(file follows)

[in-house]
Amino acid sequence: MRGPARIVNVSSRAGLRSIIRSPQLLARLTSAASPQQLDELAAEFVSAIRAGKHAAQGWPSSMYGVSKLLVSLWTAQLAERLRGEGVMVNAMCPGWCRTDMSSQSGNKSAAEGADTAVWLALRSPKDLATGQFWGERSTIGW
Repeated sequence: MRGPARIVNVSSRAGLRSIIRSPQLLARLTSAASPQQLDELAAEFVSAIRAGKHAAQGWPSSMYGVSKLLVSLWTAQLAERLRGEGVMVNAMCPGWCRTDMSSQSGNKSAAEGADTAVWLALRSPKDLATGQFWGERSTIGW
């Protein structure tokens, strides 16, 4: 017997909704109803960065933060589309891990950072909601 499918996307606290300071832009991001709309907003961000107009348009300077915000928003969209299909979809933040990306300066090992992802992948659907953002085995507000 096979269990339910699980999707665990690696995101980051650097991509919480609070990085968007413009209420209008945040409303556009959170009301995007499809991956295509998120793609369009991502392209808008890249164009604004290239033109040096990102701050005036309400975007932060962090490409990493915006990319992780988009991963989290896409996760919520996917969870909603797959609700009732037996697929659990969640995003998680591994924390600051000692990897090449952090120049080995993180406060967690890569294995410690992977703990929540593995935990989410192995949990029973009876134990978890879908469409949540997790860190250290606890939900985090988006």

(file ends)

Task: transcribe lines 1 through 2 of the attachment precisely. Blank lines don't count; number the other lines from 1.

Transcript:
[in-house]
Amino acid sequence: MRGPARIVNVSSRAGLRSIIRSPQLLARLTSAASPQQLDELAAEFVSAIRAGKHAAQGWPSSMYGVSKLLVSLWTAQLAERLRGEGVMVNAMCPGWCRTDMSSQSGNKSAAEGADTAVWLALRSPKDLATGQFWGERSTIGW